WASHINGTON — President Donald Trump announced Friday he would withdraw funding from the World Health Organization, end Hong Kong’s special trade status and suspend visas of Chinese graduate students suspected of conducting research on behalf of their government — escalating tensions with China that have surged during the coronavirus pandemic.
Trump has been expressing anger at the World Health Organization for weeks over what he has portrayed as an inadequate response to the initial outbreak of the coronavirus in China’s Wuhan province late last year.
The president said in a brief White House announcement that Chinese officials “ignored” their reporting obligations to the WHO and pressured the organization to mislead the public about an outbreak that has now killed more than 100,000 people in the United States.
“We have detailed the reforms that it must make and engaged with them directly, but they have refused to act,” the president said. “Because they have failed to make the requested and greatly needed reforms, we will be today terminating the relationship.”
The U.S. is the largest source of financial support for the WHO and its exit is expected to significantly weaken the organization. Trump said the U.S. would be “redirecting” the money to “other worldwide and deserving urgent global public health needs,” without providing specifics. He said Chinese officials “ignored” their reporting obligations to the WHO and pressured it to mislead the world when the virus was first discovered.
He noted that the U.S. contributes about $450 million to the world body while China provides about $40 million.
Critics of the administration’s decision to cut funding called it misguided, saying it would undermine an important institution that is leading vaccine development efforts and drug trials to address the COVID-19 outbreak.
“Severing ties with the World Health Organization serves no logical purpose and makes finding a way out of this public health crisis dramatically more challenging,” said Dr. Patrice Harris, president of the American Medical Association.
Sen. Chris Murphy called it a distraction that would “hand over” the organization to China. “Leaving castrates our ability to stop future pandemics and elevates China as the world’s go-to power on global health,” said the Connecticut Democrat.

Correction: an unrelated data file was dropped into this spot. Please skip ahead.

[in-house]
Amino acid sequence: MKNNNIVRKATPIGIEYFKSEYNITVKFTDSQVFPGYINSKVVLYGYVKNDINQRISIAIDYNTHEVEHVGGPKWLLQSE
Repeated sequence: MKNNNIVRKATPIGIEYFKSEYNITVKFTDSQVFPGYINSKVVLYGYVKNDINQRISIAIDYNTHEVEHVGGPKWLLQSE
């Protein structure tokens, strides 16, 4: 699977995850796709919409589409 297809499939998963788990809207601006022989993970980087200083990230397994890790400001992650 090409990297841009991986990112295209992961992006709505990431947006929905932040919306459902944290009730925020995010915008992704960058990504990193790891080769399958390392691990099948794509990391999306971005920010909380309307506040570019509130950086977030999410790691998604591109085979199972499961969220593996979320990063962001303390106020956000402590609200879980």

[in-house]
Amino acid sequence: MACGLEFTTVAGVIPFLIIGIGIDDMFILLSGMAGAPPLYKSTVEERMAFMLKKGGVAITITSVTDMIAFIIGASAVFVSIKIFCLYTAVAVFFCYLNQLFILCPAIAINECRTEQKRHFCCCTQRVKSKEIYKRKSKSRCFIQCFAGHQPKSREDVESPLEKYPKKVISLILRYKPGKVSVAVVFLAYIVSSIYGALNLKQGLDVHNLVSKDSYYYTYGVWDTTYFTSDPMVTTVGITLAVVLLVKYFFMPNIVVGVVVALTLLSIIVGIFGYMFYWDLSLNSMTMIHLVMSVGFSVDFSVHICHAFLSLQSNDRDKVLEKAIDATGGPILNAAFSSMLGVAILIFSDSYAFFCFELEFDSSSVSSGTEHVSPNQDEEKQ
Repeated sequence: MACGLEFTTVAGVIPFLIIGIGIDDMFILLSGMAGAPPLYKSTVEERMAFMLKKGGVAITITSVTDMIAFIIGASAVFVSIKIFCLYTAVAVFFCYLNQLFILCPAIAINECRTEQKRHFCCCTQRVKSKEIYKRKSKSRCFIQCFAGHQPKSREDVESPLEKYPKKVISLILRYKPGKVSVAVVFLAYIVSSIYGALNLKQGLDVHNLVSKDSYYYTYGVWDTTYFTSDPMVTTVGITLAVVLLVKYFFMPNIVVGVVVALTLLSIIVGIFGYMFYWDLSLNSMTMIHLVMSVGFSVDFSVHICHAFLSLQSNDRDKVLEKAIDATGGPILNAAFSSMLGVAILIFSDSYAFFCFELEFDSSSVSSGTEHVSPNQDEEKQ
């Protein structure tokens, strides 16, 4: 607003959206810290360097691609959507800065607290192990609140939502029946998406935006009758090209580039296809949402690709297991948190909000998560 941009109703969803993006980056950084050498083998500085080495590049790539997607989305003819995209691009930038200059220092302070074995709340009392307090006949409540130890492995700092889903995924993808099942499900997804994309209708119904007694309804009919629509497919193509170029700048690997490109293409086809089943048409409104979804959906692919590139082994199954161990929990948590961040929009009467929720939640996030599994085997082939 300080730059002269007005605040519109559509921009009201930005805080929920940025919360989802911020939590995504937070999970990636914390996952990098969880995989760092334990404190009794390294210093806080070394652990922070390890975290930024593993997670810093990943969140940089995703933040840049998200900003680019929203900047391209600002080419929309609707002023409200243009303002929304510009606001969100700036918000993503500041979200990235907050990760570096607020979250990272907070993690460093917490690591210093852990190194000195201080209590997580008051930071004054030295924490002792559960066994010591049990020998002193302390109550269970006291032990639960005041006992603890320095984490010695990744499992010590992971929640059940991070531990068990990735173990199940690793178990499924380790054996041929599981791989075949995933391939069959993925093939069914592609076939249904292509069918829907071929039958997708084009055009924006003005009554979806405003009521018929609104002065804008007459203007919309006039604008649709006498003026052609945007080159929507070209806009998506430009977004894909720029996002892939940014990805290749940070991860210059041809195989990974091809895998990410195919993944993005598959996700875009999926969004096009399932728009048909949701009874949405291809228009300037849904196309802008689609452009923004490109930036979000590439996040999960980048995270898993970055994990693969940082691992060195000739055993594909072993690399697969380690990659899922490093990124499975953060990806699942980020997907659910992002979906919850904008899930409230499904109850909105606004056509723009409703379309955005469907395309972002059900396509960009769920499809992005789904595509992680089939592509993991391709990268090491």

The WHO had no immediate comment. Officials of the U.N. agency have not directly addressed a letter that Trump sent to the general director on May 18, warning he would make permanent a temporary freeze on U.S. funding and reconsider U.S. membership unless it committed to “major substantive improvements within the next 30 days.” That was 11 days ago.
Tensions over Hong Kong have been increasing for more than a year as China has cracked down on protesters and sought to exert more control over the former British territory.
Trump said the administration would begin eliminating the “full range” of agreements that had given Hong Kong a relationship with the U.S. that mainland China lacked, including exemptions from controls on certain exports. He said the State Department would begin warning U.S. citizens of the threat of surveillance and arrest when visiting the city.
“China has replaced its promised formula of one country, two systems, with one country, one system,” he said.
The president also said the U.S. would be suspending entry of certain Chinese citizens. He didn't provide specifics, but officials said this week that the administration was considering expelling thousands of Chinese graduate students enrolled at U.S. universities.
The president also said the U.S. would be suspending entry of Chinese graduate students who are suspected of taking part in an extensive government campaign to acquire trade knowledge and academic research for the country’s military and industrial development.
Allowing their continued entry to the country would be “detrimental to the interests of the United States,” Trump said in an order released after the White House announcement.
China seemed to signal in recent days that it was hoping to ease tensions. Premier Li Keqiang told reporters on Thursday that both countries stood to gain from cooperation, and to lose from confrontation, because their economies have become so interconnected.
“We must use our wisdom to expand common interests and manage differences and disagreements,” Li said.
Still, the country has insisted that its control of Hong Kong is an internal matter and it has disputed that it mishandled the response to the virus.